National Respiratory Services, LLC Ordered To Pay Restitution In The Amount Of $2 Million For FDA Violations And Health Care Fraud
– Company received more than $2 million in payments from Medicare for misbranded, adulterated and contaminated inhalation medications
LOUISVILLE, Ky. – National Respiratory Services, LLC (NRS) was ordered to pay restitution in the amount of $2 million, by U.S. Senior District Judge Charles R. Simpson, III, for committing health care fraud, announced David J. Hale, United States Attorney for the Western District of Kentucky.
According to the plea agreement, between June 2006 and June 2008, Christopher Keegan, while owner and majority shareholder of NRS, along with Johnny Perry, then vice-president of NRS, and others caused compounded medications to be sent to patients, through interstate commerce, which were adulterated and misbranded, in violation of the Food Drug & Cosmetic Act. NRS provided compounded medications to patients, but led both Medicare and the patients’ doctors to believe that the pharmaceutical company was providing non-compounded medications (FDA approved-commercially manufactured).
“The conduct of National Respiratory Services and the individual defendants involved in this scheme was a fraud not only against Medicare, but upon patients and their doctors,” United States Attorney Hale. “Misbranding the potency of medication puts patients at risk without their, or their doctors’, knowledge. Today’s proceeding ends a dangerous practice.”
The drugs provided by NRS were misbranded inhalation drugs in that they contained false and misleading labeling that misrepresented the strength and potency of their active ingredients or the type of drug actually provided. Further, NRS through Keegan, Perry and others, then submitted to Medicare false and fraudulent billings which indicated that the medications they were providing to patients were non-compounded and FDA-approved when they were not. The total loss of this activity is $2,030,343.11.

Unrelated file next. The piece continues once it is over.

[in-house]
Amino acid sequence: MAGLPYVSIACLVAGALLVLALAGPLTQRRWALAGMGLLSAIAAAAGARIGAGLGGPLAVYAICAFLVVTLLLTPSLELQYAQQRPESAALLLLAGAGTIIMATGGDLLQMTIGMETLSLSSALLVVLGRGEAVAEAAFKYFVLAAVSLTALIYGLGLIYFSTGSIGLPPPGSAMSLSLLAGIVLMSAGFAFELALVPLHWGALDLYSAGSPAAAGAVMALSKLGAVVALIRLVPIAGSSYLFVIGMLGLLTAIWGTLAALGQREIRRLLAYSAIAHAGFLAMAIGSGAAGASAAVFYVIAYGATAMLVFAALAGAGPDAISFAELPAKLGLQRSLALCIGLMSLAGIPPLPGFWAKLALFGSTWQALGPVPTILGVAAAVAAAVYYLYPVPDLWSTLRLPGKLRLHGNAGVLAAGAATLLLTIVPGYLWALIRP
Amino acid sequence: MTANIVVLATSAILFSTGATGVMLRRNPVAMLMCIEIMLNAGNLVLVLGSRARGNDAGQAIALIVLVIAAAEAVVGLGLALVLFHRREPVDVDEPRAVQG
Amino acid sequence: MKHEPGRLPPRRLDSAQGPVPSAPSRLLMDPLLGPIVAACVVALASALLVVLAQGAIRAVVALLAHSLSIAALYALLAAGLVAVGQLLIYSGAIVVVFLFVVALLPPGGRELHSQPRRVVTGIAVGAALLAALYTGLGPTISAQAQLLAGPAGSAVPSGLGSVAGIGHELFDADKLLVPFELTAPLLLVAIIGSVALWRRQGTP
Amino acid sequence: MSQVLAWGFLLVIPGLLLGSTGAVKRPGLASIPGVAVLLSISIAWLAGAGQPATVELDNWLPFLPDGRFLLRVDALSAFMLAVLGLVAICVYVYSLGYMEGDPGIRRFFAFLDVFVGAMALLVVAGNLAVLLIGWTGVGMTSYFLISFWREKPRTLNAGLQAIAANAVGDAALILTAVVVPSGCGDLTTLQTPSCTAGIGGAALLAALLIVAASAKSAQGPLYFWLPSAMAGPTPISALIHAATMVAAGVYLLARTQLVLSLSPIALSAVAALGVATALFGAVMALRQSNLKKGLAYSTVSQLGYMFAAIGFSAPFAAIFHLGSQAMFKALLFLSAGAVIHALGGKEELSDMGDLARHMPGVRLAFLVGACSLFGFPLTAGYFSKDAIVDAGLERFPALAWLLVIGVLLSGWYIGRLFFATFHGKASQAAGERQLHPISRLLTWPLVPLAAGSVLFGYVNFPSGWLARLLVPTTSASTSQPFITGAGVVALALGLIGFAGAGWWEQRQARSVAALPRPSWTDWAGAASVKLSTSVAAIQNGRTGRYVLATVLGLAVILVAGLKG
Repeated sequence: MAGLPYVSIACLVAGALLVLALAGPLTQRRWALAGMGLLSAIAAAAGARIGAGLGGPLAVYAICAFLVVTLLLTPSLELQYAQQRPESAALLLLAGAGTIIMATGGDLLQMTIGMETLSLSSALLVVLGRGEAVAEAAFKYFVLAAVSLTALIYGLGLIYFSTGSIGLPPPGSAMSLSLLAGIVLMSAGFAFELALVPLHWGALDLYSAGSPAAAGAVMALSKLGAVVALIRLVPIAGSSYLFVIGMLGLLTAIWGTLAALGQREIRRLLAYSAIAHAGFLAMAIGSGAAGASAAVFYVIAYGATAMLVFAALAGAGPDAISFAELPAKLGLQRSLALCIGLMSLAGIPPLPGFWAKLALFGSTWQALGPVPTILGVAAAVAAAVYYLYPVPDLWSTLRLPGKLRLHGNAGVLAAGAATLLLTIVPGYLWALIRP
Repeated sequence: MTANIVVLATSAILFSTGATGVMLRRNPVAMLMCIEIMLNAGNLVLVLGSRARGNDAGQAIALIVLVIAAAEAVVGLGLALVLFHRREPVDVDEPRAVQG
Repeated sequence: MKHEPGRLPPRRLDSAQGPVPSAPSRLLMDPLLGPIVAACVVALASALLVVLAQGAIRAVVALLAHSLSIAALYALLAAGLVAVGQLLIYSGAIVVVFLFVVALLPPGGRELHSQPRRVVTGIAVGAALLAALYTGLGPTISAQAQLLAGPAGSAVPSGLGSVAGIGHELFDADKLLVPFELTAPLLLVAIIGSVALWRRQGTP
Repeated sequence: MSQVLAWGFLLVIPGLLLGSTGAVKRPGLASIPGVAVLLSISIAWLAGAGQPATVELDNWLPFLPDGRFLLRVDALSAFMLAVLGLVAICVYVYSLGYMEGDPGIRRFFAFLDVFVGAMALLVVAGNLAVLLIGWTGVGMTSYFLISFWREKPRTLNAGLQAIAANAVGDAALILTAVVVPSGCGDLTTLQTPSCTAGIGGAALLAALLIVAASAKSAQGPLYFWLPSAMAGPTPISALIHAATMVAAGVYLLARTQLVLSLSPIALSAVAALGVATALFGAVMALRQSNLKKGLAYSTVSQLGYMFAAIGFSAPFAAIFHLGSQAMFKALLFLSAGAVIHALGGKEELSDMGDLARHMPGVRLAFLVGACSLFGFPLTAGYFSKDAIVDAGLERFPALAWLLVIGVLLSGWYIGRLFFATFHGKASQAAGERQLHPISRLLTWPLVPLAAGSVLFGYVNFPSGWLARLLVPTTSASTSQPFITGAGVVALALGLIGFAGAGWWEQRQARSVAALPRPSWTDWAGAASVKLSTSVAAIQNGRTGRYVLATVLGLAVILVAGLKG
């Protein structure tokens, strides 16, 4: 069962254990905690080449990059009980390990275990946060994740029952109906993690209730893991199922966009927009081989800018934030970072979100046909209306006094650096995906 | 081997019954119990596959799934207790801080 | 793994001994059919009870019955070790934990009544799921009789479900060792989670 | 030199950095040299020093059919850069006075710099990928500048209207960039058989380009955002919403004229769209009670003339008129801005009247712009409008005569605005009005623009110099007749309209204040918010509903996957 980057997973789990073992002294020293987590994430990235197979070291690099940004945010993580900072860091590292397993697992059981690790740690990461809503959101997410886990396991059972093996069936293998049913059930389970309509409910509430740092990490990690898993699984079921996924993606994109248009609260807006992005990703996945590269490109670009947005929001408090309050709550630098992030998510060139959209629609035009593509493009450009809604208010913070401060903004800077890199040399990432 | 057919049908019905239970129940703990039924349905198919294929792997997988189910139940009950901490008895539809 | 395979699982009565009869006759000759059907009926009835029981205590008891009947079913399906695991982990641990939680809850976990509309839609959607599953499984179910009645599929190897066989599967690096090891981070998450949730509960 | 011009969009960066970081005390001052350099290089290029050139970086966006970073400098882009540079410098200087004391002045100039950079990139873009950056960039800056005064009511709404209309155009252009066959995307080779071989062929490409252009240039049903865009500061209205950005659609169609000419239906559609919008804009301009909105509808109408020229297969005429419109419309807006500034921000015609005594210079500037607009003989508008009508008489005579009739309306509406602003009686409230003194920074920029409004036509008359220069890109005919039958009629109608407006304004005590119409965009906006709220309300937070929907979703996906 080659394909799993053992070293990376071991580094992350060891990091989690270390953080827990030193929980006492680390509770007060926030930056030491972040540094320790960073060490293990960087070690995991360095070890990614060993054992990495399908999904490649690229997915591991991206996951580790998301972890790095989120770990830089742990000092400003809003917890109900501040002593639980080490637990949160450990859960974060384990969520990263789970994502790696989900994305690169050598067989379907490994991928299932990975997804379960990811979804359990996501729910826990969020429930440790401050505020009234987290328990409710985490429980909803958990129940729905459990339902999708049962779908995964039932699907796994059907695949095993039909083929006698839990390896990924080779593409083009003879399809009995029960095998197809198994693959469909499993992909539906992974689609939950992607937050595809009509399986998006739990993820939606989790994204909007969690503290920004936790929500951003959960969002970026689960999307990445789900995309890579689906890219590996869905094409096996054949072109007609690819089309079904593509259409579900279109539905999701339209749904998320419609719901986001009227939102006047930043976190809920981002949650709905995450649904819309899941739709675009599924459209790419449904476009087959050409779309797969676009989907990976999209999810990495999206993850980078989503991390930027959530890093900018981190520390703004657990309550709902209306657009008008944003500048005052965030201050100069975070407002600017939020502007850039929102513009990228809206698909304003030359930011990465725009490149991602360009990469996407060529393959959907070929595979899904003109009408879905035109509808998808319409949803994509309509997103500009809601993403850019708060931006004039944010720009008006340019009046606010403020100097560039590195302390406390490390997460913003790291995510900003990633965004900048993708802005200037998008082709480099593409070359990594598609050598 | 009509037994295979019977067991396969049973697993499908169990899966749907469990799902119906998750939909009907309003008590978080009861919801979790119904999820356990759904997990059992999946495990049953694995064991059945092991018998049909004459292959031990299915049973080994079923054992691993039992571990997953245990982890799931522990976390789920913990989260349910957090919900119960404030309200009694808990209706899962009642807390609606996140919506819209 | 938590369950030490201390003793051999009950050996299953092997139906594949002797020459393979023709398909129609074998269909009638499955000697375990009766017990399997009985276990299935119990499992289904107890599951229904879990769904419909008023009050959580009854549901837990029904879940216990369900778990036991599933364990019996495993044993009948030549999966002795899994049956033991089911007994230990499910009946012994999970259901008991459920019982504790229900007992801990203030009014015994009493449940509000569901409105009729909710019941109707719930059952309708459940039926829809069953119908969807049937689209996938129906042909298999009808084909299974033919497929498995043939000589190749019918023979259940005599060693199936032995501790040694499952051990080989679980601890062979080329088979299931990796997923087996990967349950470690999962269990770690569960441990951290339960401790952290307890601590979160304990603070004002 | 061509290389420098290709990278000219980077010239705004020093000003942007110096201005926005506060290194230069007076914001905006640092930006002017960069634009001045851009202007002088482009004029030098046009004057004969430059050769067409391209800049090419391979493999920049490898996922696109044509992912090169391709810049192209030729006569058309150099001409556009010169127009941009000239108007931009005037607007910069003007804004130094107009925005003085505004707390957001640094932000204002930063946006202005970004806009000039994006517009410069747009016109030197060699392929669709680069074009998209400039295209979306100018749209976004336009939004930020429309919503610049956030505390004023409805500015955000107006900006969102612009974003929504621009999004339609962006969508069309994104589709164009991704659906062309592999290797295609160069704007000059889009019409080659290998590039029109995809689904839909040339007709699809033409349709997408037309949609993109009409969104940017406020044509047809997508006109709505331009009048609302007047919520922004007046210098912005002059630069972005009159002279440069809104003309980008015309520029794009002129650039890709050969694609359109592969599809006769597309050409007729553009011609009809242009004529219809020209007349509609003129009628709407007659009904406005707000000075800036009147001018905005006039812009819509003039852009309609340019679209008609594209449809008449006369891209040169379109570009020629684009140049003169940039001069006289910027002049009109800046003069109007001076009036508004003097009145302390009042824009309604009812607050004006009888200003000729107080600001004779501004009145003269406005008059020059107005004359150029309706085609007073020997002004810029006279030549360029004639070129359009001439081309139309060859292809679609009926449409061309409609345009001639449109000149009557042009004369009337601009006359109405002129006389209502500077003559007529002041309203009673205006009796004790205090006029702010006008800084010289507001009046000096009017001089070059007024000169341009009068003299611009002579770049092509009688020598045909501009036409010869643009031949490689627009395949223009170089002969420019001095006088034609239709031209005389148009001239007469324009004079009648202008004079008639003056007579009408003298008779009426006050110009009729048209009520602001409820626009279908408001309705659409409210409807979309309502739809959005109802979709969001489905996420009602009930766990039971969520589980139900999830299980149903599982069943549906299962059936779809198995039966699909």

Compounded medications are not FDA approved, but FDA regulations permit pharmacists to make compounded drugs, including prescription drugs, in limited amounts and under narrow circumstances, for particular patients, and at the direction of a physician when other available drugs cannot be prescribed.
Johnny Perry pleaded guilty to four counts of a felony Indictment and received a sentence of three years probation with 8 months home incarceration. Perry was ordered to pay restitution of $2,030,343.11, to the Centers for Medicare and Medicaid Services, jointly and severally with other co-defendants.
Former NRS pharmacists Leo Parrino and Linda Schmidt pleaded guilty to introducing compounded inhalation drugs that bore false and misleading labelling and represented them to be of greater strength and potency than they actually were. Parrino pleaded guilty to the charge on September 8, 2011 and was sentenced by U.S. Magistrate Judge James D. Moyer to one year probation and restitution in the amount of $14,098.24. Schmidt was sentenced to one year probation and restitution in the amount of $20,000.00.
Co-defendant James Rives, a former minority shareholder of NRS, pleaded guilty to a federal misdemeanor Information and agreed to a restitution payment of $75,996.85. As a result of the plea agreement, the United States will not pursue felony charges of conspiracy to commit health care fraud against Rives for the activity he engaged in during the period of 2006 through 2008 while defendant Rives was associated with NRS.
Christopher Keegan pleaded guilty to a federal misdemeanor Information and agreed to a restitution payment of $2,030,343.11 to the Centers for Medicare and Medicaid Services, jointly and severally with other co-defendants.
The case was prosecuted by Assistant U.S. Attorney Lettricea Jefferson-Webb, and investigated by the Food and Drug Administration Office of Criminal Investigations, Health and Human Services Office of Inspector General, United States Postal Inspection Service, and the Federal Bureau of Investigation.